When Van Gogh painted his “Sunflowers,” I doubt he did much digging into the how and the why of sunflowers. His painting was meant to be beautiful and that’s about it. But you can bet that when the UK’s Guardian newspaper won a 2018 D&AD Pencil for its rebranding effort, there was a hefty dose of strategic thinking that went into it. But why do design teams need to trouble themselves with things other than making stunning designs?
Well, ideally, design and strategy have a symbiotic relationship.
Strategy without design principles is lifeless and cold. Design thinking breaks strategic planning out of its robotic box and drives innovation and creativity. The greatest benefit of applying design thinking to strategy is that it focuses on the end, keeping the user in mind at all times. Applying design principles brings a touch of humanity to processes and procedures that can sometimes be absent in strategic planning. Iteration and testing are central to design thinking, and those concepts can elevate a good strategy into a truly great one.
On the other hand, design without strategy is simply art. Now, as one of the pillars of western civilization, hopefully we don’t have to speak in defense of art. But in advertising and marketing, art is just a foundational piece. Rare are the times when an agency can afford to make things just because they’re beautiful. Those beautiful things need to have a purpose. They need to drive action, change behavior or move the needle–depending on your preferred phrase. Art for art’s sake doesn’t achieve what we need it to achieve, and that can be a hard sell to a client.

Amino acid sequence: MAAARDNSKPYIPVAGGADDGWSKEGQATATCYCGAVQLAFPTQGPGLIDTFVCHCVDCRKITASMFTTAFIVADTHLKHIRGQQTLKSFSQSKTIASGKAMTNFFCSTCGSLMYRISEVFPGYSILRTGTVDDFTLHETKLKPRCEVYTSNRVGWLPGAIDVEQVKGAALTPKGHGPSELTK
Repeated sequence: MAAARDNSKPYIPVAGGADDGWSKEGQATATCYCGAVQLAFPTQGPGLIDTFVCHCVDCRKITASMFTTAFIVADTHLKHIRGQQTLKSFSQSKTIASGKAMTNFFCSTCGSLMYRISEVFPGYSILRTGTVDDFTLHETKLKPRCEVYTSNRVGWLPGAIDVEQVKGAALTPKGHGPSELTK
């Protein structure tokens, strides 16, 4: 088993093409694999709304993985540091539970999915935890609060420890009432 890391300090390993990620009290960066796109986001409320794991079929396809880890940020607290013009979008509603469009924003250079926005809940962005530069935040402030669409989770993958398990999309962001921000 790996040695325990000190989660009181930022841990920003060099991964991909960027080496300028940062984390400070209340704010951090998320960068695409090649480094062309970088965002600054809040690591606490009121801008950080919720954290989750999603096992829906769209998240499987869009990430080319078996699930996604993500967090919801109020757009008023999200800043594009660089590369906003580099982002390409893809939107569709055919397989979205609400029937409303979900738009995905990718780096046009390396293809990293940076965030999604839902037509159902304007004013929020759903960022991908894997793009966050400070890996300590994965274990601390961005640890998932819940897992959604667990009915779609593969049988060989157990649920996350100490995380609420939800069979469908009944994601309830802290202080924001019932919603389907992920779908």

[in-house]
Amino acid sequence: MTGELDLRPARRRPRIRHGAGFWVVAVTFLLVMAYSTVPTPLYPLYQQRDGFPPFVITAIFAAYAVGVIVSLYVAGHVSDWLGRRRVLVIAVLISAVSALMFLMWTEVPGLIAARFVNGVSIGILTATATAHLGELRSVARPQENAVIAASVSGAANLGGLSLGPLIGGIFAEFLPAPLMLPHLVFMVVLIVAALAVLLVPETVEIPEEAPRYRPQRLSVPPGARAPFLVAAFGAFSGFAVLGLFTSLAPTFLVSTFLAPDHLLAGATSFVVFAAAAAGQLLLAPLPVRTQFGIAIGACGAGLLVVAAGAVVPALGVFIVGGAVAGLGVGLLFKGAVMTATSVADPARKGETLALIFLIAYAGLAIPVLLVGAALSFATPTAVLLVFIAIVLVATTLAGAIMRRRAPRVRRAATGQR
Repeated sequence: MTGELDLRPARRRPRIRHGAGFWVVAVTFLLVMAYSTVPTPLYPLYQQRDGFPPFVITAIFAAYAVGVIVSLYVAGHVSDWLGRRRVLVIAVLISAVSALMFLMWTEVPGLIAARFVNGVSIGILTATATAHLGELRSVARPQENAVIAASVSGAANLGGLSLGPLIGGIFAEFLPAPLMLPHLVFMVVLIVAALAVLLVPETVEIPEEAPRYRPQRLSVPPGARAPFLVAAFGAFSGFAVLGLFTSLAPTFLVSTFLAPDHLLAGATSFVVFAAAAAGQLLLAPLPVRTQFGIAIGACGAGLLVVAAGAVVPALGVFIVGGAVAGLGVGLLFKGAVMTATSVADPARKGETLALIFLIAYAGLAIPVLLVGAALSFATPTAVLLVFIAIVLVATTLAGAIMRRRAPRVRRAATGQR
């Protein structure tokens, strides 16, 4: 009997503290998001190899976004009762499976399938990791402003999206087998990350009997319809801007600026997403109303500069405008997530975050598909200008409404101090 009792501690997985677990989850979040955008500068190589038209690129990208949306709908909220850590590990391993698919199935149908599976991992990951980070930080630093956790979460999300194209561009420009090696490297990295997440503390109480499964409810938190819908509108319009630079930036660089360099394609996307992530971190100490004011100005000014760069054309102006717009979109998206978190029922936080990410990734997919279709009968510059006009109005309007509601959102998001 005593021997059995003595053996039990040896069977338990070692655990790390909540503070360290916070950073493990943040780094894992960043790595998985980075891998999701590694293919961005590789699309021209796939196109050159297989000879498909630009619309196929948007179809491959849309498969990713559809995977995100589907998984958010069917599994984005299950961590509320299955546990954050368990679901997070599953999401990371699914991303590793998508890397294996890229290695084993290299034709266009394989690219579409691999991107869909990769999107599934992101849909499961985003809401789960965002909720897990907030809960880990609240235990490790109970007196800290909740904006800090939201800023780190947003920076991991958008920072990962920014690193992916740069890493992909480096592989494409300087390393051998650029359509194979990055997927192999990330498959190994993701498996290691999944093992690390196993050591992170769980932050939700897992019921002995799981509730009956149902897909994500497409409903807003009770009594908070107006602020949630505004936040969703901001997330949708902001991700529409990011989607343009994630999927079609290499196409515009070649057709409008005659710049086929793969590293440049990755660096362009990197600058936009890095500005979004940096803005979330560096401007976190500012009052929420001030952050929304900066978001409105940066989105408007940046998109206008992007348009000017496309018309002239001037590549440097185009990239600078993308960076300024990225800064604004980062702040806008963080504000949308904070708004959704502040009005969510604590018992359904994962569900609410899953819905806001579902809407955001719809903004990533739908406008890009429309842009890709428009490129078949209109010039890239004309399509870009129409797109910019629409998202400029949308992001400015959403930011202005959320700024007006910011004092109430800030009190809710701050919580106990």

Here’s where strategy comes in to save the day.
When you’re able to point to the strategic process that led to your team’s design decisions, it gives credence to the choices you made. When the crucial moment comes that you’re presenting designs to stakeholders and decision-makers, the case for your designs is much stronger if they rest on a foundation of solid strategic thinking. Writers, artists and designers understandably sometimes want to listen to their instincts and let the muse take over. But, in a room filled with people who may not know much about design, strategy wins the day. When you can communicate that you chose a color because it represents a certain business vertical, or you chose a type treatment because it reflects a crucial pillar of the brand’s identity, those stakeholders are much more likely to feel comfortable with the design.
Our design teams begin every project with a strategic process that digs deep into the DNA of our client’s brand. That discovery process results in a dual strategic and creative brief that will serve as a strategic anchor for every creative decision that we make. What comes out of that is real magic. We get to launch beautiful things into the world but, more importantly, we get to produce beautiful things that work. And that’s the sweet spot.